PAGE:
Keep this in mind the next time you go to vote:
The public are "ignorant and meddlesome outsiders [who] must be put in their place." Decisions must be in hands of the "intelligent minority [of] responsible men," who must be protected "from the trampling and roar of the bewildered herd." The herd does have a function. Its task is to lend its weight every few years to a choice among the responsible men, but apart from that its function is to be "spectators, not participants in action." All for their own good. We should not succumb to "democratic dogmatisms about men being the best judges of their own interests." They are not. We are: we, the responsible men. Therefore attitudes and opinions must be shaped and controlled. We must "regiment the minds of men the way an army regiments their bodies." In particular, we must introduce better discipline into the institutions responsible for "the indoctrination of the young." If that is achieved, then it will be possible to avoid such dangerous periods as the 1960s, "the time of troubles" in conventional elite discourse. We will be able to achieve more "moderation in democracy" and return to better days as when "Truman had been able to govern the country with the cooperation of a relatively small number of Wall Street lawyers and bankers."
These are quotes from icons of the liberal establishment: Walter Lippmann, Edward Bernays, Harold Lasswell, Samuel Huntington, and the Trilateral Commission, which largely staffed the Carter administration.
This shriveled conception of democracy has solid roots. The founding fathers were much concerned about the hazards of democracy. In the debates of the Constitutional Convention, the main framer, James Madison, warned of these hazards. Naturally taking England as his model, he observed that "in England, at this day, if elections were open to all classes of people, the property of landed proprietors would be insecure. An agrarian law would soon take place," undermining the right to property. To ward off such injustice, "our government ought to secure the permanent interests of the country against innovation," arranging voting patterns and checks and balances so as "to protect the minority of the opulent against the majority," a prime task of decent government.
You can read the rest @
This is very similar to what I posted earlier:
“We are grateful to the Washington Post, the New York Times, Time Magazine and other great publications whose directors have attended our meetings and respected their promises of discretion for almost 40 years. … It would have been impossible for us to develop our plan for the world if we had been subjected to the lights of publicity during those years. But, the world is more sophisticated and prepared to march towards a world government. The supernational sovereignty of an intellectual elite and world bankers is surely preferable to the national auto-determination practiced in past centuries.”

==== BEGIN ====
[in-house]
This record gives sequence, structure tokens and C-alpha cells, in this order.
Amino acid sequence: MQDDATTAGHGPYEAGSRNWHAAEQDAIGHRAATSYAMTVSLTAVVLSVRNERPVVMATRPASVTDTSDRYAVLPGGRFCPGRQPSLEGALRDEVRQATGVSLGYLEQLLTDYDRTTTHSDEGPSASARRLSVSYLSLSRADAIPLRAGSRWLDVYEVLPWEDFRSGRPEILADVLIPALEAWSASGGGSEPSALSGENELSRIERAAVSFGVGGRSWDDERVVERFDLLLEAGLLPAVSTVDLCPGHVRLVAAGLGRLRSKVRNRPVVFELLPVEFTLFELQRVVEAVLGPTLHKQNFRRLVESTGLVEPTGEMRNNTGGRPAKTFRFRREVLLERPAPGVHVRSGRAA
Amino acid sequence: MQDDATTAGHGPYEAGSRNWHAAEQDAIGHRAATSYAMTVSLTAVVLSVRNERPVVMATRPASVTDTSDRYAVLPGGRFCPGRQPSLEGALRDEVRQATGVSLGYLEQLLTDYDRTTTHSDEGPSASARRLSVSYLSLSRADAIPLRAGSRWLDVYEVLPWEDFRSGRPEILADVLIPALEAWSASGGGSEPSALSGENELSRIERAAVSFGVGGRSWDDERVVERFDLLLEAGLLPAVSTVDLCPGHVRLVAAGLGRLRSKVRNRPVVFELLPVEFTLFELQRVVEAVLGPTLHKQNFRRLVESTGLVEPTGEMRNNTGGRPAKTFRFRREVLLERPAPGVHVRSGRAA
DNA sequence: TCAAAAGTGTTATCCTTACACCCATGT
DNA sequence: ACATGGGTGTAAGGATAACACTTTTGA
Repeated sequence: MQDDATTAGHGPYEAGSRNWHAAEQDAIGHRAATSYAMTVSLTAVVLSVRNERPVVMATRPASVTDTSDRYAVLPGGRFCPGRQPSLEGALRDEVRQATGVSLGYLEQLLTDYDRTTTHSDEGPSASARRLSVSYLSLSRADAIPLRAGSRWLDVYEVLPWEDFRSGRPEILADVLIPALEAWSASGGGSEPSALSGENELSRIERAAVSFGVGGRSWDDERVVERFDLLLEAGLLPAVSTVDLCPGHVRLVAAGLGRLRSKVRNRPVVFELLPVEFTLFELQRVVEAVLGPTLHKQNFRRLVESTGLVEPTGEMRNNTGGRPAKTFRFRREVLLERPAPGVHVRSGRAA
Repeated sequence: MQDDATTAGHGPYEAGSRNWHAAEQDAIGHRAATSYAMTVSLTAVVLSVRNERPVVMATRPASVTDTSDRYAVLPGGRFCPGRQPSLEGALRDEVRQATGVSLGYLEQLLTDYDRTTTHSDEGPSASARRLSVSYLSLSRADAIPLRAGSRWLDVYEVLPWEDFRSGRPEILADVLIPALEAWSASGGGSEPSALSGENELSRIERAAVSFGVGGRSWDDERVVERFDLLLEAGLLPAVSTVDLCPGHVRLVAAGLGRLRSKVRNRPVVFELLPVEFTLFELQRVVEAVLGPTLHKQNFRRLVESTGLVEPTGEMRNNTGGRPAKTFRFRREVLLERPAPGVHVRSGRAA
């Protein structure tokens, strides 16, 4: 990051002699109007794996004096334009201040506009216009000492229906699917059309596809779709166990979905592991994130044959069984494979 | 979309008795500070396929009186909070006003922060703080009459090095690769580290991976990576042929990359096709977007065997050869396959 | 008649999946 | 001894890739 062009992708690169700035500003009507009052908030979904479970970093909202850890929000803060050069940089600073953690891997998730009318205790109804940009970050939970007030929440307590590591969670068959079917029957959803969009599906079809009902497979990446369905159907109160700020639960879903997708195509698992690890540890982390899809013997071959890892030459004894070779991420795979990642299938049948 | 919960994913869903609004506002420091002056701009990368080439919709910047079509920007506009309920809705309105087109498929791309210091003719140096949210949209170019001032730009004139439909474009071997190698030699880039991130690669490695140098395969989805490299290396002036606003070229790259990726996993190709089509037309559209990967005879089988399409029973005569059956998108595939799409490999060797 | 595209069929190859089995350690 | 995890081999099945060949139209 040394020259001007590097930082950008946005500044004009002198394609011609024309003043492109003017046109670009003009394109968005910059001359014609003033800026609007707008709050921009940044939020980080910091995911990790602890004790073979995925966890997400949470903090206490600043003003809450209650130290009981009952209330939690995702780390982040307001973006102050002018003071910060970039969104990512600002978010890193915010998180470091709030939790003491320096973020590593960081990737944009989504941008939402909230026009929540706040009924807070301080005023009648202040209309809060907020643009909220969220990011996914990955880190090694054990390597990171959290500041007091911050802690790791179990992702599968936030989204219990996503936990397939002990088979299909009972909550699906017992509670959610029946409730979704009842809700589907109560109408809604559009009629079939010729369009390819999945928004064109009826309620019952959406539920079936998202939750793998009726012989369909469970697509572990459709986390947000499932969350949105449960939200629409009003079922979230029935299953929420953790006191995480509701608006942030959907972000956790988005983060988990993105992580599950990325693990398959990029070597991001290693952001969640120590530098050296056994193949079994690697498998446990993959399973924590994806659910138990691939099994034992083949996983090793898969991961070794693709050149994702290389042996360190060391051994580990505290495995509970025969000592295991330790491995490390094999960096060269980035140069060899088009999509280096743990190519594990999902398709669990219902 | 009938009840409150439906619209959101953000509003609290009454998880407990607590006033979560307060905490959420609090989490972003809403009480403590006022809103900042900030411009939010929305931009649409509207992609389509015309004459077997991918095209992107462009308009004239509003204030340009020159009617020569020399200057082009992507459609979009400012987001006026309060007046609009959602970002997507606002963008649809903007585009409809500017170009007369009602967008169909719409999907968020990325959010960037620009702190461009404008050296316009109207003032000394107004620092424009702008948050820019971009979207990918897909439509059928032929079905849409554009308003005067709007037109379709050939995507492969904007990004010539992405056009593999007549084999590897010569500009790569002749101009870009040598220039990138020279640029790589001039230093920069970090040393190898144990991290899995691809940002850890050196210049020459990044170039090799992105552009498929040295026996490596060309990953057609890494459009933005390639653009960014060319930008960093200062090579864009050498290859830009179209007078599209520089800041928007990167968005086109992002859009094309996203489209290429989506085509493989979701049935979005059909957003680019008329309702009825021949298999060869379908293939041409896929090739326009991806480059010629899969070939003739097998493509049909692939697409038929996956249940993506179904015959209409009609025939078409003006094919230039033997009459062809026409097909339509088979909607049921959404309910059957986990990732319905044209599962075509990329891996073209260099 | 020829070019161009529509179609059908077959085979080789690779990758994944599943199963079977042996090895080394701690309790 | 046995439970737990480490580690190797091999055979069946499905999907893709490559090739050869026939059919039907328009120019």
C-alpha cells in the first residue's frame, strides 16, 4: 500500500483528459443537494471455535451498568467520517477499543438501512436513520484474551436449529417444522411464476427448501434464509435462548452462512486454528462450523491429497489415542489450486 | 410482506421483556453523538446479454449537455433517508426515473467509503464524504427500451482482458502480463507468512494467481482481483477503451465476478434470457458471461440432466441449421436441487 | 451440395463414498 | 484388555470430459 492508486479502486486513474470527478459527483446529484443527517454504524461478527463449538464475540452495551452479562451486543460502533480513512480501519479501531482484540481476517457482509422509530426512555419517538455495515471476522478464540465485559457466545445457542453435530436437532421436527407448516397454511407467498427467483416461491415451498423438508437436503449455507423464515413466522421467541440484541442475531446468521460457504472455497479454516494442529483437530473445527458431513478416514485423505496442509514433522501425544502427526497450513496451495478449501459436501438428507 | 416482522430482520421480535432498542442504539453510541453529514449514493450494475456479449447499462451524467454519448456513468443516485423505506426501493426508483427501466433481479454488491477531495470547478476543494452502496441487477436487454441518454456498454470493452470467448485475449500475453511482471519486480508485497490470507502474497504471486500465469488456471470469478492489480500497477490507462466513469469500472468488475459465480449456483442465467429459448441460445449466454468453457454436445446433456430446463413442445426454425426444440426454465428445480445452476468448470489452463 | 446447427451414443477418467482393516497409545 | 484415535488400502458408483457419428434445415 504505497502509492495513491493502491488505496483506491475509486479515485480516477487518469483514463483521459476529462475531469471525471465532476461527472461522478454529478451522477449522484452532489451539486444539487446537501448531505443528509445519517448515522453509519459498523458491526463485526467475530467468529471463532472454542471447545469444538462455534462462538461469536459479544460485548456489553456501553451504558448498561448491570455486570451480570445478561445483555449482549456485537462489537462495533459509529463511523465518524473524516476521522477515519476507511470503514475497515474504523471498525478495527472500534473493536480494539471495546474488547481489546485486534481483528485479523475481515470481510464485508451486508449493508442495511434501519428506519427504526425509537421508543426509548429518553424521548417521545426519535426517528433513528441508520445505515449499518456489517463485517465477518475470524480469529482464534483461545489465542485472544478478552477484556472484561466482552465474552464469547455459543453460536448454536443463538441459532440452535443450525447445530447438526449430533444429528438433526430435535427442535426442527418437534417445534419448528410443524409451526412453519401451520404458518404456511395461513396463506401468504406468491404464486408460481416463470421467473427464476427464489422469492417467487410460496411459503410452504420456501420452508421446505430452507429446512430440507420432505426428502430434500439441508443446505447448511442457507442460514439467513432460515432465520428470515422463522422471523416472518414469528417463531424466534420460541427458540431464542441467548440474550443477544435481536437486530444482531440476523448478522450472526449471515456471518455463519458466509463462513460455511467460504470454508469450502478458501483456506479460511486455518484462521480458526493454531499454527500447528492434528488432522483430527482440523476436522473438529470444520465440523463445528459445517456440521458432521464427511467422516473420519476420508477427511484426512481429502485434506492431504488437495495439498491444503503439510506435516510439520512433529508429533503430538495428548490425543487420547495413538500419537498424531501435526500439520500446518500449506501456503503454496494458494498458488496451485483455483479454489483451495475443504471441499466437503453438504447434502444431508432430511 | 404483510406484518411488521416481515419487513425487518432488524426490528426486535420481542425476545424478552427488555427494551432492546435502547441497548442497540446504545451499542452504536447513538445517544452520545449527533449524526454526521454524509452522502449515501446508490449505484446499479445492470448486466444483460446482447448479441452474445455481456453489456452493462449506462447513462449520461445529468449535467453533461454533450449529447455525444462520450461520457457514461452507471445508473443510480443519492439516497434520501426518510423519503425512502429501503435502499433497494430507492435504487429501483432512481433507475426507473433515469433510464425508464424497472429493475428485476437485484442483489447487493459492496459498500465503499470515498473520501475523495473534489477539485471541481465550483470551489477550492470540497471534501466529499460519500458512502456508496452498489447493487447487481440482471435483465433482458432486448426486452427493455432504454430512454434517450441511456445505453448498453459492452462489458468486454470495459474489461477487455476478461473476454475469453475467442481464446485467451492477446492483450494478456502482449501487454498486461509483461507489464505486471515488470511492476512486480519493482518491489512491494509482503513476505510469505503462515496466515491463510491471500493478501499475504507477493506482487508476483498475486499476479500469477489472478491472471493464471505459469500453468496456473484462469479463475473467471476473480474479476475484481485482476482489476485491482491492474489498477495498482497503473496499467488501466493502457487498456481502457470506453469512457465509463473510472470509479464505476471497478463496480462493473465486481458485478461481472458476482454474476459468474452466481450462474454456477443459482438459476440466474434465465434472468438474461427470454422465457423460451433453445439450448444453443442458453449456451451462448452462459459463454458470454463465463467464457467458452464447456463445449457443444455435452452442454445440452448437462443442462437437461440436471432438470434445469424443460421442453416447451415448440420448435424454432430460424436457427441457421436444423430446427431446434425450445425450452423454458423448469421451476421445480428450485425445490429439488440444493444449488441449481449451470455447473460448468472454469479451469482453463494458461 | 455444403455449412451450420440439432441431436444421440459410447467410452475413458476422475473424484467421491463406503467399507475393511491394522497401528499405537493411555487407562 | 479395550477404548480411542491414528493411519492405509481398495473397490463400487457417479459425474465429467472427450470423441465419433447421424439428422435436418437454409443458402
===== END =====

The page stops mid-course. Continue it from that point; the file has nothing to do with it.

You can read the rest @
The concept comes from at least as far back as the ancient Greeks:
The idea that the “wise” should rule is as old as politics itself. The ancient philosophers Plato and Aristotle preferred what, in Greek, would be termed “the rule of the best.” Such a regime, however, seems to collide fundamentally with the egalitarian principles enunciated in our founding documents and the democratic sensibilities about government held by many, if not most, Americans. We like to think that in America anyone—even the descendant of an East-African goatherd—can become president. Anyone, nowadays at least, who has gone to Harvard.While a government of elites may appear obnoxious to American democratic impulses, for the most part the supposed intellectual quality of the Obama administration elicits praise and not blame. For in America, the aristocracy—at least, as it considers itself—is in fact a meritocracy, since the contemporary arbiters of prestige—the elite universities—are open to anyone with a record of high achievement. Obama, eschewing party hacks and otherwise unenlightened loyalists, has issued in a new era of American meritocracy—where SAT scores and not cronyism will figure most decisively.
Source - http://www.thecrimson.com/article/2008/12/8/rule-of-the-wise-the-aspiring/
Take heed - the "wise" and the rich will always do what is right for themselves. When they decide that We The People are truly useless and (what is even worse) a danger to the health of this planet, they will find a way to get rid of us.
Mark my words.